The Australian Golf Club owns a little history when it comes to producing repeat winners and serial contenders in the 21 Australian Opens it has hosted prior to this week.

As well as redesigning the layout, Jack Nicklaus won our national championship three times at the esteemed Sydney club and Matt Jones has triumphed here twice, while a litany of ‘repeat contenders’ have adorned Australian Open leaderboards in Kensington.

Such a trend indicates that certain players – and certain golf skillsets – feel at ease around the course.

Count Cam Davis among them. The Sydneysider who claimed the 2017 championship at The Australian as a 22-year-old is happily back in his hometown. While opting for the convenience of a hotel room in the city rather than a bed in his childhood suburb of Frenchs Forest – “I don’t need to battle that traffic every day” – he is feeling the comforts of home all the same.

“It’s so fun coming back here, being able to see the places where I hit some shots that were really crucial during that [final] round [in 2017],” Davis said this morning. “It’s also just a lot of fun because it’s a home game for me. This is as close as I’m ever going to play to home, growing up about 30 minutes north of here. So friends and family are going to be here. It’s a lot of fun. I love coming back home.”

Davis, who opened with a 63 and closed with a 64 to beat Jones and Sweden’s Jonas Blixt by a shot in winning six years ago, acknowledges the role that week played in his career.

“This place really kick-started my whole professional career,” he said this morning. “I would say this is the place that helped me get on the PGA Tour, basically. I think without the week that I had here, the pathway would have been very different for me.”

Davis is far from the same golfer he was in 2017, nor is he the same person. He’s now 28, married, settled in Seattle with his American wife, Jonika, and is now ensconced on the PGA Tour as a one-time winner and a top-50 player on the Official World Golf Ranking.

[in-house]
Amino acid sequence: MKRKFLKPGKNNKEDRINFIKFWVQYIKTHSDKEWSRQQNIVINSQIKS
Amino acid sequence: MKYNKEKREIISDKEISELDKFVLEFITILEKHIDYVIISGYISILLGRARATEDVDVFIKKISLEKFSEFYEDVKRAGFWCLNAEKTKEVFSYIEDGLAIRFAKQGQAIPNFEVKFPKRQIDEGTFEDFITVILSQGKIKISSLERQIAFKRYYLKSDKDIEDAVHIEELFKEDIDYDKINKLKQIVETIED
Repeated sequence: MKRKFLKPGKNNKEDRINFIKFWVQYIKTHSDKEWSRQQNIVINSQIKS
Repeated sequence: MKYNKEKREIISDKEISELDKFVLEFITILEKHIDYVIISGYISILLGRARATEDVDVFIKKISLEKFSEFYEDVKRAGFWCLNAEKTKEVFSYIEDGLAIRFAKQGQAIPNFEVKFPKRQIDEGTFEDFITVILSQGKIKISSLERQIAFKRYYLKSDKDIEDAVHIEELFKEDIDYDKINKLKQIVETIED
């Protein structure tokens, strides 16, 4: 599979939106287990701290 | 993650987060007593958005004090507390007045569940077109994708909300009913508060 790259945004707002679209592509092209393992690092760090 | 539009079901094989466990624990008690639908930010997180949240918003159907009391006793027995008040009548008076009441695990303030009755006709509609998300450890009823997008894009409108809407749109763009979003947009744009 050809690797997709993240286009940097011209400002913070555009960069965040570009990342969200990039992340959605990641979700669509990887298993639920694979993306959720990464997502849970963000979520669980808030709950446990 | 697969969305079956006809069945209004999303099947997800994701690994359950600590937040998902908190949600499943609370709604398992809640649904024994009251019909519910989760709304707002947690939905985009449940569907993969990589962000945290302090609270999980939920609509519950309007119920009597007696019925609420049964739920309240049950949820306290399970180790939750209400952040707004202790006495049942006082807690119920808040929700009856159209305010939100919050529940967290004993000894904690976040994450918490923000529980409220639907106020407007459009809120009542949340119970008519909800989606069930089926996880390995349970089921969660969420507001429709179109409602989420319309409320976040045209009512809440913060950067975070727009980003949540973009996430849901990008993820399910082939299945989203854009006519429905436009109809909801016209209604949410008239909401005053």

“I feel like I’m definitely a better player,” he says. “Whether or not I’m going to have two unbelievable best rounds of the year like I did last time, it remains to be seen. But I think in terms of consistency, right now I’m probably in the middle of the best run of golf I think I’ve ever played in terms of week after week.”

Registering more wins is the next step. Davis captured the Rocket Mortgage Classic on the PGA Tour in mid-2021 but hasn’t cradled a trophy since (unless you count last December’s Sandbelt Invitational).

“I’m starting to get myself in contention a lot more,” he said. “I think the more you’re there, obviously the more comfortable you get and the more normal the level of golf that you play to get into that position, the more normal it seems to feel.”

Davis’ enviable high ball flight serves him well at ‘The Aus’ but equally that same trait can become a liability in strong winds.

The difference this week, of course, is that Davis and co. need to decipher two layouts this time, as everyone in the field will play The Lakes for one round on either Thursday or Friday. Wind is synonymous with playing The Lakes in particular, so control will be crucial, Davis says.

“I feel like it’s always really windy here,” he said of the twin examinations. “I feel like I’m a pretty good wind player in terms of shaping the ball around and judging wind conditions. That’s going to be a huge thing out here, because the greens are a little harder to hold, especially downwind [where] I feel like I’ve got a good high ball. Into the wind, I feel like I’ve got a good low ball as well. I feel like I’ve gotten to the point in my career now where I’ve managed to get better control of all the shots.”

Then there’s the different grass types. Unlike Victoria and Kingston Heath in Melbourne a year ago, The Australian and The Lakes feature different strains of grass on their fairways – couch and kikuyu, respectively.

“It’s going to be a little bit of an adjustment over the first couple of days getting used to the two different grass types, but it’s the same grass that I grew up on,” Davis says. “All the northern beaches courses are kikuyu, so I’m just going to have to go back to some memories of playing golf here growing up to remember all the different shots that you have to play.”

So this ISPS Handa Australian Open is feeling the same yet different, which is fine by Davis. He just wants to recapture the magic.

“At this point in time, I just want to keep getting myself into contention but then have that really good final round that gets me over the line,” he said. “So I feel like doing what I’m doing right now and just a little adjustment of maybe making a couple more putts, which is sometimes out of your hands, if that goes my way, then hopefully it starts leading to trophies.”

Possibly as soon as this weekend. Again.